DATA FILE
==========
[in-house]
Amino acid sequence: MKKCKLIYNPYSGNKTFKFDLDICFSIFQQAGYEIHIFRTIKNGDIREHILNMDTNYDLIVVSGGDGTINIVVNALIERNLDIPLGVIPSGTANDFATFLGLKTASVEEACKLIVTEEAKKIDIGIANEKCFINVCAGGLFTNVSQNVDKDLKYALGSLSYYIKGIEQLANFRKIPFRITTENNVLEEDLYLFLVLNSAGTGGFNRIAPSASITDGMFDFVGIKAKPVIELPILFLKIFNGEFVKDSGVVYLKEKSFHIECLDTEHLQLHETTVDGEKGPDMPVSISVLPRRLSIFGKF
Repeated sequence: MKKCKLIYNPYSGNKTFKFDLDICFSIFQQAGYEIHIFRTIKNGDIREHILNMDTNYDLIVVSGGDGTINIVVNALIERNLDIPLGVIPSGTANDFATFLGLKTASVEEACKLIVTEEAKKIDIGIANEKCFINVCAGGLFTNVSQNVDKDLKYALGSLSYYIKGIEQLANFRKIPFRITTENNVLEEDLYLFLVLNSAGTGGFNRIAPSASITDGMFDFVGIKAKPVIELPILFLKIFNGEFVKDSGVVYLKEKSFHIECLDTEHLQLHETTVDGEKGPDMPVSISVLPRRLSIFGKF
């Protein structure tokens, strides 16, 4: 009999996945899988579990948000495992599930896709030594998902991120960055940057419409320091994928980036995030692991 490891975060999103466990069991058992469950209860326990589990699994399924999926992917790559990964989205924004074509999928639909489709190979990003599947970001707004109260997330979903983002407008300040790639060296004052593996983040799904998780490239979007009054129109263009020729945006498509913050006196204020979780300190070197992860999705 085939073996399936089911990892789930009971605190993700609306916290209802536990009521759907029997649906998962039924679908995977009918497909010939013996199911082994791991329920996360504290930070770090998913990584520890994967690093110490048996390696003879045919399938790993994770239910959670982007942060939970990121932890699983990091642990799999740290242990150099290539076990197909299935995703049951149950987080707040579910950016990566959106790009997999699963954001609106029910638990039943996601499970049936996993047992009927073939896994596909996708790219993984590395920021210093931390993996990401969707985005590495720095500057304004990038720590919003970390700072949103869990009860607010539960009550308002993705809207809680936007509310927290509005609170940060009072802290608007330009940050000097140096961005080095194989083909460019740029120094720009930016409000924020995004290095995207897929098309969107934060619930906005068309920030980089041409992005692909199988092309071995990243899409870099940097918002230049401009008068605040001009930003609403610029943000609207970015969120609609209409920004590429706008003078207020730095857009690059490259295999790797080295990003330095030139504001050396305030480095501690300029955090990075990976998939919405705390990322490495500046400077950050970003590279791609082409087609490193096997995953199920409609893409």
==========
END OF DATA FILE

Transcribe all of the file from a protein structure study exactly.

[in-house]
Amino acid sequence: MKKCKLIYNPYSGNKTFKFDLDICFSIFQQAGYEIHIFRTIKNGDIREHILNMDTNYDLIVVSGGDGTINIVVNALIERNLDIPLGVIPSGTANDFATFLGLKTASVEEACKLIVTEEAKKIDIGIANEKCFINVCAGGLFTNVSQNVDKDLKYALGSLSYYIKGIEQLANFRKIPFRITTENNVLEEDLYLFLVLNSAGTGGFNRIAPSASITDGMFDFVGIKAKPVIELPILFLKIFNGEFVKDSGVVYLKEKSFHIECLDTEHLQLHETTVDGEKGPDMPVSISVLPRRLSIFGKF
Repeated sequence: MKKCKLIYNPYSGNKTFKFDLDICFSIFQQAGYEIHIFRTIKNGDIREHILNMDTNYDLIVVSGGDGTINIVVNALIERNLDIPLGVIPSGTANDFATFLGLKTASVEEACKLIVTEEAKKIDIGIANEKCFINVCAGGLFTNVSQNVDKDLKYALGSLSYYIKGIEQLANFRKIPFRITTENNVLEEDLYLFLVLNSAGTGGFNRIAPSASITDGMFDFVGIKAKPVIELPILFLKIFNGEFVKDSGVVYLKEKSFHIECLDTEHLQLHETTVDGEKGPDMPVSISVLPRRLSIFGKF
């Protein structure tokens, strides 16, 4: 009999996945899988579990948000495992599930896709030594998902991120960055940057419409320091994928980036995030692991 490891975060999103466990069991058992469950209860326990589990699994399924999926992917790559990964989205924004074509999928639909489709190979990003599947970001707004109260997330979903983002407008300040790639060296004052593996983040799904998780490239979007009054129109263009020729945006498509913050006196204020979780300190070197992860999705 085939073996399936089911990892789930009971605190993700609306916290209802536990009521759907029997649906998962039924679908995977009918497909010939013996199911082994791991329920996360504290930070770090998913990584520890994967690093110490048996390696003879045919399938790993994770239910959670982007942060939970990121932890699983990091642990799999740290242990150099290539076990197909299935995703049951149950987080707040579910950016990566959106790009997999699963954001609106029910638990039943996601499970049936996993047992009927073939896994596909996708790219993984590395920021210093931390993996990401969707985005590495720095500057304004990038720590919003970390700072949103869990009860607010539960009550308002993705809207809680936007509310927290509005609170940060009072802290608007330009940050000097140096961005080095194989083909460019740029120094720009930016409000924020995004290095995207897929098309969107934060619930906005068309920030980089041409992005692909199988092309071995990243899409870099940097918002230049401009008068605040001009930003609403610029943000609207970015969120609609209409920004590429706008003078207020730095857009690059490259295999790797080295990003330095030139504001050396305030480095501690300029955090990075990976998939919405705390990322490495500046400077950050970003590279791609082409087609490193096997995953199920409609893409």